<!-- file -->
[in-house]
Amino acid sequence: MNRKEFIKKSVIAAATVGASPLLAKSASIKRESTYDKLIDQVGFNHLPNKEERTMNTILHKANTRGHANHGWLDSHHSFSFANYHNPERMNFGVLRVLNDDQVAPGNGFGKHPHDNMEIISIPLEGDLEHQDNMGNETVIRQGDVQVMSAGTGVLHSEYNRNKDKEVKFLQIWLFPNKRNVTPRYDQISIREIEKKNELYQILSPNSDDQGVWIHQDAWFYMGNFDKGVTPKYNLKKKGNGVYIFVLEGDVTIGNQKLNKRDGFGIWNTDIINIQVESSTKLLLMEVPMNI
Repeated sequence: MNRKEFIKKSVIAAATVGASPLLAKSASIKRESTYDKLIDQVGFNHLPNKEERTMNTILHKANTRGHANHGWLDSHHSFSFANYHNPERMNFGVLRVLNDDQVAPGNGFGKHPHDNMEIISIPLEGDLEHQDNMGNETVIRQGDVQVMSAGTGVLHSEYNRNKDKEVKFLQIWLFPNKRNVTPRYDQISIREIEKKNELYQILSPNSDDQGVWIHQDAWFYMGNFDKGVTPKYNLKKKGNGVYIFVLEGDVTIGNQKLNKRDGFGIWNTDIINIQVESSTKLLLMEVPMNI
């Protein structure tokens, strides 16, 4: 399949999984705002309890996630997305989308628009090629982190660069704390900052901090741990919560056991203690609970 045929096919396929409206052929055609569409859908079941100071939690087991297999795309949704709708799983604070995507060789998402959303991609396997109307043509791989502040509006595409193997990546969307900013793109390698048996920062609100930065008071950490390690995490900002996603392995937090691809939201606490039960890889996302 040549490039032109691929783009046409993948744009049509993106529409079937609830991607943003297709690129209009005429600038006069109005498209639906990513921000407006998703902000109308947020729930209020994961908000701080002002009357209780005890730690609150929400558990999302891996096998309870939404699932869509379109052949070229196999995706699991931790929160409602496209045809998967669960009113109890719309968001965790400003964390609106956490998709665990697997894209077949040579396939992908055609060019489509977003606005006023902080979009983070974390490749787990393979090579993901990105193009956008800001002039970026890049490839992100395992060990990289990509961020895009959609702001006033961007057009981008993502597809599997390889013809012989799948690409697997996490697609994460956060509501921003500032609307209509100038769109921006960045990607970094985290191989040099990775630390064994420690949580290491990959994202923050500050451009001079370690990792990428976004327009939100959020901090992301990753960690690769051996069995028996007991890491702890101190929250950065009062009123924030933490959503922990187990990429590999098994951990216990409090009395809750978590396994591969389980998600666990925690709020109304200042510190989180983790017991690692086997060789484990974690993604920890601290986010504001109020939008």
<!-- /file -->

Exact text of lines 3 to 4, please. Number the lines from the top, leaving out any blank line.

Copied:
Repeated sequence: MNRKEFIKKSVIAAATVGASPLLAKSASIKRESTYDKLIDQVGFNHLPNKEERTMNTILHKANTRGHANHGWLDSHHSFSFANYHNPERMNFGVLRVLNDDQVAPGNGFGKHPHDNMEIISIPLEGDLEHQDNMGNETVIRQGDVQVMSAGTGVLHSEYNRNKDKEVKFLQIWLFPNKRNVTPRYDQISIREIEKKNELYQILSPNSDDQGVWIHQDAWFYMGNFDKGVTPKYNLKKKGNGVYIFVLEGDVTIGNQKLNKRDGFGIWNTDIINIQVESSTKLLLMEVPMNI
């Protein structure tokens, strides 16, 4: 399949999984705002309890996630997305989308628009090629982190660069704390900052901090741990919560056991203690609970 045929096919396929409206052929055609569409859908079941100071939690087991297999795309949704709708799983604070995507060789998402959303991609396997109307043509791989502040509006595409193997990546969307900013793109390698048996920062609100930065008071950490390690995490900002996603392995937090691809939201606490039960890889996302 040549490039032109691929783009046409993948744009049509993106529409079937609830991607943003297709690129209009005429600038006069109005498209639906990513921000407006998703902000109308947020729930209020994961908000701080002002009357209780005890730690609150929400558990999302891996096998309870939404699932869509379109052949070229196999995706699991931790929160409602496209045809998967669960009113109890719309968001965790400003964390609106956490998709665990697997894209077949040579396939992908055609060019489509977003606005006023902080979009983070974390490749787990393979090579993901990105193009956008800001002039970026890049490839992100395992060990990289990509961020895009959609702001006033961007057009981008993502597809599997390889013809012989799948690409697997996490697609994460956060509501921003500032609307209509100038769109921006960045990607970094985290191989040099990775630390064994420690949580290491990959994202923050500050451009001079370690990792990428976004327009939100959020901090992301990753960690690769051996069995028996007991890491702890101190929250950065009062009123924030933490959503922990187990990429590999098994951990216990409090009395809750978590396994591969389980998600666990925690709020109304200042510190989180983790017991690692086997060789484990974690993604920890601290986010504001109020939008």